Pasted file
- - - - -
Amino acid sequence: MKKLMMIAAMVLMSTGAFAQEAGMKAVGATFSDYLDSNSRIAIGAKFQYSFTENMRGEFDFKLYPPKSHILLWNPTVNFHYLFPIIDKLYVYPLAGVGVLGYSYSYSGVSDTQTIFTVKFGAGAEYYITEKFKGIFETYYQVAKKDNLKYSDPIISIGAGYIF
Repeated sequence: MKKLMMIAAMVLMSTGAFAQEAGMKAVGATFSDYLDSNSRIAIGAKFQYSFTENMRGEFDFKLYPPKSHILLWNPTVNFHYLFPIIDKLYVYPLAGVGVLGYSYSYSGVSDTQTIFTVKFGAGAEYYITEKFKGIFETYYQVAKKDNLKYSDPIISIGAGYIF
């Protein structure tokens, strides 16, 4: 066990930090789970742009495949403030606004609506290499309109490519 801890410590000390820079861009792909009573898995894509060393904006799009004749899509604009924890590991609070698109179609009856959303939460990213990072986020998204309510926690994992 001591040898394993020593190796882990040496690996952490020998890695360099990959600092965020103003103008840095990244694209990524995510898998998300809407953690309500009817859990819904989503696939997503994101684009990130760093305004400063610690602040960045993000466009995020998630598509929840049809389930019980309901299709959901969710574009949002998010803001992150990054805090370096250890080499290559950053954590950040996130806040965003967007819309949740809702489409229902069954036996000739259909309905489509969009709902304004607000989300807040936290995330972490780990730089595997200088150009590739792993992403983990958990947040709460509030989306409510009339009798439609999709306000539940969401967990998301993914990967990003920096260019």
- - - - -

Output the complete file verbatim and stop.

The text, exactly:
Amino acid sequence: MKKLMMIAAMVLMSTGAFAQEAGMKAVGATFSDYLDSNSRIAIGAKFQYSFTENMRGEFDFKLYPPKSHILLWNPTVNFHYLFPIIDKLYVYPLAGVGVLGYSYSYSGVSDTQTIFTVKFGAGAEYYITEKFKGIFETYYQVAKKDNLKYSDPIISIGAGYIF
Repeated sequence: MKKLMMIAAMVLMSTGAFAQEAGMKAVGATFSDYLDSNSRIAIGAKFQYSFTENMRGEFDFKLYPPKSHILLWNPTVNFHYLFPIIDKLYVYPLAGVGVLGYSYSYSGVSDTQTIFTVKFGAGAEYYITEKFKGIFETYYQVAKKDNLKYSDPIISIGAGYIF
């Protein structure tokens, strides 16, 4: 066990930090789970742009495949403030606004609506290499309109490519 801890410590000390820079861009792909009573898995894509060393904006799009004749899509604009924890590991609070698109179609009856959303939460990213990072986020998204309510926690994992 001591040898394993020593190796882990040496690996952490020998890695360099990959600092965020103003103008840095990244694209990524995510898998998300809407953690309500009817859990819904989503696939997503994101684009990130760093305004400063610690602040960045993000466009995020998630598509929840049809389930019980309901299709959901969710574009949002998010803001992150990054805090370096250890080499290559950053954590950040996130806040965003967007819309949740809702489409229902069954036996000739259909309905489509969009709902304004607000989300807040936290995330972490780990730089595997200088150009590739792993992403983990958990947040709460509030989306409510009339009798439609999709306000539940969401967990998301993914990967990003920096260019």